This dissertation explores how waiting for asylum response is experienced by young unaccompanied minors between the ages of 15 and 18 by asking: How is it like to be an unaccompanied minor waiting for asylum response in Norway?
This dissertation is based on both the teenagerâ€™s descriptions of their lived experiences of waiting for asylum and their teachers experiences of teaching them. The dissertation explores waiting as a human experience adding to the body of knowledge the nuanced existential understandings of waiting. Based on the young unaccompanied minorsâ€™ description of waiting and their teachersâ€™ descriptions of their dilemmas and challenges of teaching them, this PhD dissertation explores what it means to be an unaccompanied teenager waiting for asylum in Norway in four studies.
Three aspects of this dissertation are brought forward, what it means to construct the identity of unaccompanied minors, waiting as experienced by unaccompanied teenagers and teachersâ€™ pedagogical realities of teaching these teenagers. To achieve this, I use policy discourse analysis and content analysis in study one to show that even though it is necessary to communicate about this category of newcomers within Norwegian policy (2004-2016), the constructed identity glosses over the actual individual realities and vulnerabilities of seeking asylum as an unaccompanied minor. The empirical studies (studies two and three), show that waiting for asylum responses was undefined both legally and politically from the onset. The expectation that waiting for asylum would be easier and the process faster was thwarted by uncertainty and an ambivalent reception. This situation does not change as time goes by. Instead the unaccompanied teenagers are longing for such qualities as goodness, a home that has qualities of a home and to be able to be at home in the new language- Norwegian. When these qualities that could have made waiting bearable are missing, these teenagers are rendered invisible within the Norwegian society and school.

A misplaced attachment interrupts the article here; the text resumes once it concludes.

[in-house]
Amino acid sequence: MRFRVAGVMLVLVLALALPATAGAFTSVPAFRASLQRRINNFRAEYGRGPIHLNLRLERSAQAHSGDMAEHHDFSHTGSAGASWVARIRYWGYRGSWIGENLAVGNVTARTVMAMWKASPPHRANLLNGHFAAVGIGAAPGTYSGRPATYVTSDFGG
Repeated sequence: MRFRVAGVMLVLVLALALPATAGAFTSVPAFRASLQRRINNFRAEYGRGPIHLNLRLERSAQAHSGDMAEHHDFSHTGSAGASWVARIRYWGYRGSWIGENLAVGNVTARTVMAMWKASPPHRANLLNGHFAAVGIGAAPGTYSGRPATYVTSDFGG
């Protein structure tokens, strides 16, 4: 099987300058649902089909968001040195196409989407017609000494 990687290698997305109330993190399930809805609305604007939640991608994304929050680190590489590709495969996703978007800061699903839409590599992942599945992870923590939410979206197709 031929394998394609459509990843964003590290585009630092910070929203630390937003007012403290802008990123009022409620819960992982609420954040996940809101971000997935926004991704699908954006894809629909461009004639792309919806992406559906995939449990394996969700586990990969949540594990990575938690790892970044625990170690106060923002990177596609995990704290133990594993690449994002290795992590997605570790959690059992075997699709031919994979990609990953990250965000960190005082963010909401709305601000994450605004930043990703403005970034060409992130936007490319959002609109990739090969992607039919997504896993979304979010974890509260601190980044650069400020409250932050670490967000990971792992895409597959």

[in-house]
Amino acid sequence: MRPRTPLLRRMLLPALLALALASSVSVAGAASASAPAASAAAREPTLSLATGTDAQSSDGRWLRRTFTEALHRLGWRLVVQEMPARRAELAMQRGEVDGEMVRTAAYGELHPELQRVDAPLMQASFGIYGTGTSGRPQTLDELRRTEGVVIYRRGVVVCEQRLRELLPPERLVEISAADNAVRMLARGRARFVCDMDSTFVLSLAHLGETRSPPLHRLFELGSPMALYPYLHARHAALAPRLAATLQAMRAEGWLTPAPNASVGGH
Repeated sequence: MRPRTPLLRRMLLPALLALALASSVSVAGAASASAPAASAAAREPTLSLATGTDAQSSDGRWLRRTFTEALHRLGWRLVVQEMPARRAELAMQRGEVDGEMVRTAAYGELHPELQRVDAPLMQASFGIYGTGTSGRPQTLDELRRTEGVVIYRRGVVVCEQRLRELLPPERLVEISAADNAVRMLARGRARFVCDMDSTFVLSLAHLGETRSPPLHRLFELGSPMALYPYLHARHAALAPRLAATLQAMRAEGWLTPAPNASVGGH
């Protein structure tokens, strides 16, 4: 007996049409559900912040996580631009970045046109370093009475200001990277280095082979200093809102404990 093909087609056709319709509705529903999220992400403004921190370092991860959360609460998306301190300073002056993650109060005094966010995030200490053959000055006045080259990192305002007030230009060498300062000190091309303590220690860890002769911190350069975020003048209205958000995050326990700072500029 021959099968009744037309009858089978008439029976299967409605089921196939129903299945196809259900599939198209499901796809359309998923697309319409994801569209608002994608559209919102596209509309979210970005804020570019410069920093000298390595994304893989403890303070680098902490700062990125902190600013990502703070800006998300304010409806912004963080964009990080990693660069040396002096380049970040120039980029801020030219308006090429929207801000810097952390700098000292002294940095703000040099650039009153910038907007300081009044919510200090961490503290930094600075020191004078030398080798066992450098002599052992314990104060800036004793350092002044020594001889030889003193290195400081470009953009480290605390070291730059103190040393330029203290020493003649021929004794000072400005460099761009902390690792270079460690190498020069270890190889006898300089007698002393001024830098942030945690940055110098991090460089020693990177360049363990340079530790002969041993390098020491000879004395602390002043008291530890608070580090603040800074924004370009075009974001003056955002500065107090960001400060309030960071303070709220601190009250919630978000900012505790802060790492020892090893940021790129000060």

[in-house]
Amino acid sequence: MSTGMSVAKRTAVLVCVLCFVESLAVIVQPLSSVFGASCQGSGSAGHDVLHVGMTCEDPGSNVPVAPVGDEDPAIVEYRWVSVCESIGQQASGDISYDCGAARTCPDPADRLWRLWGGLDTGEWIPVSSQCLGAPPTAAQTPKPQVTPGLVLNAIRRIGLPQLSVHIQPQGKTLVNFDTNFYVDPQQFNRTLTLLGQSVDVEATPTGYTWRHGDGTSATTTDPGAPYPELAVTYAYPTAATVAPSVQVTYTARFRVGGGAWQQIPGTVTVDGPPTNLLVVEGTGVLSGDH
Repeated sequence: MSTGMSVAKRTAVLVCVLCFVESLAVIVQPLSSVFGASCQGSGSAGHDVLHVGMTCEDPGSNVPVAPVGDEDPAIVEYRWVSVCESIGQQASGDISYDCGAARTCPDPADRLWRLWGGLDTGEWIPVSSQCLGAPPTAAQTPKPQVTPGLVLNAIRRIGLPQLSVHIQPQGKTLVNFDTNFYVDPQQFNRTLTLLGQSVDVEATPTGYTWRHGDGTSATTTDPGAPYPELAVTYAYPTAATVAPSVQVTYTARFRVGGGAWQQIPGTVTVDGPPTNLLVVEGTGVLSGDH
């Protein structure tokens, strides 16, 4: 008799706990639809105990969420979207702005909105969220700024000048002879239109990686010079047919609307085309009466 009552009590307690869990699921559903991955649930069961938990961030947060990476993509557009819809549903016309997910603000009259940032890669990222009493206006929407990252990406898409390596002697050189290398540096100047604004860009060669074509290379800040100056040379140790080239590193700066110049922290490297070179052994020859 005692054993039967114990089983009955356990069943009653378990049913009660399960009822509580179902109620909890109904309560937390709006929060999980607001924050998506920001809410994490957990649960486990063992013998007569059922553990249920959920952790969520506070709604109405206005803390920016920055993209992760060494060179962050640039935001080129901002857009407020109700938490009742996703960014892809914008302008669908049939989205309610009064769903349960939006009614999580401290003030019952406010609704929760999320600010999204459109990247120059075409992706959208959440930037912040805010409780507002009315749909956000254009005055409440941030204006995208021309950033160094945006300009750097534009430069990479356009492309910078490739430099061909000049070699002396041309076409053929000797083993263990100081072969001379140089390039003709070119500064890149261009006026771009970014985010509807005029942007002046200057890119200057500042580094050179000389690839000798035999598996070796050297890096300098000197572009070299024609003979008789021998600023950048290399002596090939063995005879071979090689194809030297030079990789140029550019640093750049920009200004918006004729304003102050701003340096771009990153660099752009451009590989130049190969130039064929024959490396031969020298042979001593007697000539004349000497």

In study four we explore and show that the encounter between the teacher and the unaccompanied teenagers brings to the core the vulnerable other- unaccompanied children. Pedagogical dilemmas and challenges of encountering strangeness and foreignness are raised to point out the aporetic nature of pedagogic and teaching- where one has to have room for the unexpected happenings and accommodate them.
Both the empirical studies (Studies Two, Three and Four) and the explorative study (Study One), sustain the idea that, waiting is situated, personal and difficult, more so to vulnerable and unaccompanied young people seeking asylum, especially when it is uncertain and beyond them. Thus, their experiences are meaningful, contextual and there is a possibility to encounter them in pedagogical ways that speaks to their humanness. What is made explicit in this dissertation is that all children matter, regardless of where they come from, and as fellow human-beings, especially adults, we have an enduring responsibility to encounter them as human-beings worthy of humanity.